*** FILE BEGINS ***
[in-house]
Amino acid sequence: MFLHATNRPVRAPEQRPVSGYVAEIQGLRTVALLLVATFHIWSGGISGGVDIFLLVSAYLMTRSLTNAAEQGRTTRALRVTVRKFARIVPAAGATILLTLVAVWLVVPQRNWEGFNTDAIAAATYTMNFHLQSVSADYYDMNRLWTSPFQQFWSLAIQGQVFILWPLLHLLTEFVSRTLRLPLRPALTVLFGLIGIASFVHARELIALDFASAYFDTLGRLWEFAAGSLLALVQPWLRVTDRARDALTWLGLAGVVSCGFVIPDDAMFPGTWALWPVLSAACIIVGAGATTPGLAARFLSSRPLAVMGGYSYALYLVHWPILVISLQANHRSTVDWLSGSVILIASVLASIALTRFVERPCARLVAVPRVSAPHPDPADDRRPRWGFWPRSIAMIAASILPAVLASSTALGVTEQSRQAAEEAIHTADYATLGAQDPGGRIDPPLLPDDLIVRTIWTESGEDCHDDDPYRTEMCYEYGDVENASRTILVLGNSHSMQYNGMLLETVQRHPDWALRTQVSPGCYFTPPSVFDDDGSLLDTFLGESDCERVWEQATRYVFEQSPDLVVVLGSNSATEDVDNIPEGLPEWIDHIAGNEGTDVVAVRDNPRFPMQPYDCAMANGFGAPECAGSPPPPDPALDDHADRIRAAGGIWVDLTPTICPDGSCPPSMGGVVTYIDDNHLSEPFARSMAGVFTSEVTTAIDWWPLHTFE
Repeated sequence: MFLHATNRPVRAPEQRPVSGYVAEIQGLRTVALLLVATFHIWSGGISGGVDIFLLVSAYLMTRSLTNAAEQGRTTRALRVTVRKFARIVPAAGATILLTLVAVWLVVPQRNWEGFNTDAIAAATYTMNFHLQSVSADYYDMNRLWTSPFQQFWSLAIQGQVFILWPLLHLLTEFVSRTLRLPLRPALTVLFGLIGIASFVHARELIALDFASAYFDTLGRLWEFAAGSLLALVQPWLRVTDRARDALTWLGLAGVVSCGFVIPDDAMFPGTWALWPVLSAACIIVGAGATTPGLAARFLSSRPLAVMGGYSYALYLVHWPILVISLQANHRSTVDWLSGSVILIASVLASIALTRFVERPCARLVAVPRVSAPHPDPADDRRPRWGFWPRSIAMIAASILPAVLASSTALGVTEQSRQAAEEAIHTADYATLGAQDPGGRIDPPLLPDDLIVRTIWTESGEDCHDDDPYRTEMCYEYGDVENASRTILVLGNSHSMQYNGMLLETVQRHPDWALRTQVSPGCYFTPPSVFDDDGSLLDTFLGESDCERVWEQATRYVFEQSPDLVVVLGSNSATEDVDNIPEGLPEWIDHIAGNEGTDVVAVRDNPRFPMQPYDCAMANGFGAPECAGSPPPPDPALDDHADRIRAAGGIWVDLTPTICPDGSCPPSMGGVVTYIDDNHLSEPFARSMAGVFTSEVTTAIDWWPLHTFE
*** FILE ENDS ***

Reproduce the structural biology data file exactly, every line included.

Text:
[in-house]
Amino acid sequence: MFLHATNRPVRAPEQRPVSGYVAEIQGLRTVALLLVATFHIWSGGISGGVDIFLLVSAYLMTRSLTNAAEQGRTTRALRVTVRKFARIVPAAGATILLTLVAVWLVVPQRNWEGFNTDAIAAATYTMNFHLQSVSADYYDMNRLWTSPFQQFWSLAIQGQVFILWPLLHLLTEFVSRTLRLPLRPALTVLFGLIGIASFVHARELIALDFASAYFDTLGRLWEFAAGSLLALVQPWLRVTDRARDALTWLGLAGVVSCGFVIPDDAMFPGTWALWPVLSAACIIVGAGATTPGLAARFLSSRPLAVMGGYSYALYLVHWPILVISLQANHRSTVDWLSGSVILIASVLASIALTRFVERPCARLVAVPRVSAPHPDPADDRRPRWGFWPRSIAMIAASILPAVLASSTALGVTEQSRQAAEEAIHTADYATLGAQDPGGRIDPPLLPDDLIVRTIWTESGEDCHDDDPYRTEMCYEYGDVENASRTILVLGNSHSMQYNGMLLETVQRHPDWALRTQVSPGCYFTPPSVFDDDGSLLDTFLGESDCERVWEQATRYVFEQSPDLVVVLGSNSATEDVDNIPEGLPEWIDHIAGNEGTDVVAVRDNPRFPMQPYDCAMANGFGAPECAGSPPPPDPALDDHADRIRAAGGIWVDLTPTICPDGSCPPSMGGVVTYIDDNHLSEPFARSMAGVFTSEVTTAIDWWPLHTFE
Repeated sequence: MFLHATNRPVRAPEQRPVSGYVAEIQGLRTVALLLVATFHIWSGGISGGVDIFLLVSAYLMTRSLTNAAEQGRTTRALRVTVRKFARIVPAAGATILLTLVAVWLVVPQRNWEGFNTDAIAAATYTMNFHLQSVSADYYDMNRLWTSPFQQFWSLAIQGQVFILWPLLHLLTEFVSRTLRLPLRPALTVLFGLIGIASFVHARELIALDFASAYFDTLGRLWEFAAGSLLALVQPWLRVTDRARDALTWLGLAGVVSCGFVIPDDAMFPGTWALWPVLSAACIIVGAGATTPGLAARFLSSRPLAVMGGYSYALYLVHWPILVISLQANHRSTVDWLSGSVILIASVLASIALTRFVERPCARLVAVPRVSAPHPDPADDRRPRWGFWPRSIAMIAASILPAVLASSTALGVTEQSRQAAEEAIHTADYATLGAQDPGGRIDPPLLPDDLIVRTIWTESGEDCHDDDPYRTEMCYEYGDVENASRTILVLGNSHSMQYNGMLLETVQRHPDWALRTQVSPGCYFTPPSVFDDDGSLLDTFLGESDCERVWEQATRYVFEQSPDLVVVLGSNSATEDVDNIPEGLPEWIDHIAGNEGTDVVAVRDNPRFPMQPYDCAMANGFGAPECAGSPPPPDPALDDHADRIRAAGGIWVDLTPTICPDGSCPPSMGGVVTYIDDNHLSEPFARSMAGVFTSEVTTAIDWWPLHTFE